I moved to a house in Weston Heath in Shropshire in 2014 and had a large studio built overlooking the rolling Shropshire countryside. It is a brick built structure with large windows and opening on doors on three sides plus skylights. It is north facing and it is my absolute haven!! On a normal day, I head out there around 8am and light the wood burner when it is cold… that is the first thing I do, even though it is very well insulated, I like to be cosy. People visit from all over the country to my open weekends and exhibitions; visitors arrive and enjoy the incredible views we have and sometimes take hours browsing. Some have even been known to get comfy in front of the wood burner and make themselves cups of tea! My Studio is also where I run a packed programmed of workshops for beginners through to exhibiting artists for small groups of 6 people. Again people come from all over the UK and abroad to paint with me.
How do you classify your paintings and what medium do you use?
I would say my work is impressionistic. Inspired by the landscape, bold, vibrant colour and texture fascinate me and I strive to create exciting and evocative paintings. My work is inspired by places I travel and work on location with a sketchbook painting en plein air, getting a real feel for the place so that my paintings are an emotional response, not a literal copy. I work in watercolour, mixed media and acrylic. Most of my exhibiting / finished work is acrylic, sometimes large pieces on box canvas. Most of my watercolour work is found in my many sketchbooks that I use as source material for future projects.
What challenges have you faced in the art world?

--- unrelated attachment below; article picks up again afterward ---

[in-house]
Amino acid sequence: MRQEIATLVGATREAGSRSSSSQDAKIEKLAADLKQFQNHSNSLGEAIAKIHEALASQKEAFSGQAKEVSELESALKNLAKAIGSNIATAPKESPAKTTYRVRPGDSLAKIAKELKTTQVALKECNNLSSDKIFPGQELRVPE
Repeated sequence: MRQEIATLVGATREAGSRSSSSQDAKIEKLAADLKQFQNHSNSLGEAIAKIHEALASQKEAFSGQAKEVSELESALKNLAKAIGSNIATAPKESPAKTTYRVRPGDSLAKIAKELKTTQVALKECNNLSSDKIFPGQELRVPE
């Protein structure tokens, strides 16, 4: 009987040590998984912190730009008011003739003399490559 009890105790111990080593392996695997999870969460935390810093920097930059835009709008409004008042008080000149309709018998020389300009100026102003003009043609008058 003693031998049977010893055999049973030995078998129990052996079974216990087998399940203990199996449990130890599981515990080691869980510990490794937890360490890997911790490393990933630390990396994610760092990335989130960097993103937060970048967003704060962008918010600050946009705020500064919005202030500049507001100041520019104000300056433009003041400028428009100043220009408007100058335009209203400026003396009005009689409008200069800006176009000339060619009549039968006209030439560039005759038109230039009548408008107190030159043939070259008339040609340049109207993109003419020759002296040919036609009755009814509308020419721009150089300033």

The challenges I have faced and still do to some small degree, is accepting rejection… not feeling like you’re good enough, being turned down for exhibitions or struggling to sell work. But it is something that you accept over time, pick yourself up and keep going and keep the faith – know that if you believe in yourself, you are determined and have a fire in your belly – you will succeed!
What is the main message of your work, what does it aim to say?
My paintings are an emotional response to the places I visit and paint. I don’t aim to make a visual journal but to capture the essence of a place so that my paintings draw the viewer in and that they see something different each time they look.
Is there a common reaction to your work?
Yes! ‘I just love your colours’ is the comment I hear the most! Colour is an important factor in my work – I always work with a limited palette which helps to harmonize the painting.
Who would you say are your favourite contemporary artists living today?
Kurt Jackson has been a huge inspiration to me from ever since I can remember. John Lowry Morrison, Francis Boag, Ken Howard, David Tress, and my good friend Haidee-Jo Summers.
How have you developed since you first started exhibiting your paintings?
My ‘style’ has evolved over time and continues to do so. I have found that influences come along and they might affect the way I make marks; certainly subject matter has a huge influence on the feel of a body of work. Part of my creative process involves lots of preliminary work before I start a canvas – explore all sorts of ideas and techniques and I am forever finding new ways of working through this process.
What have you got planned for our next event at Goodwood?
I have two new collections: ‘Magical Venice’ inspired by my first ever visit in 2019. I am really excited about this collection – I am thoroughly enjoying using my location sketches and photographs for this brand new subject matter to me. The second collection is called ‘My Life in Colour’ – exploring the effects of light on the landscape and experimenting with colour.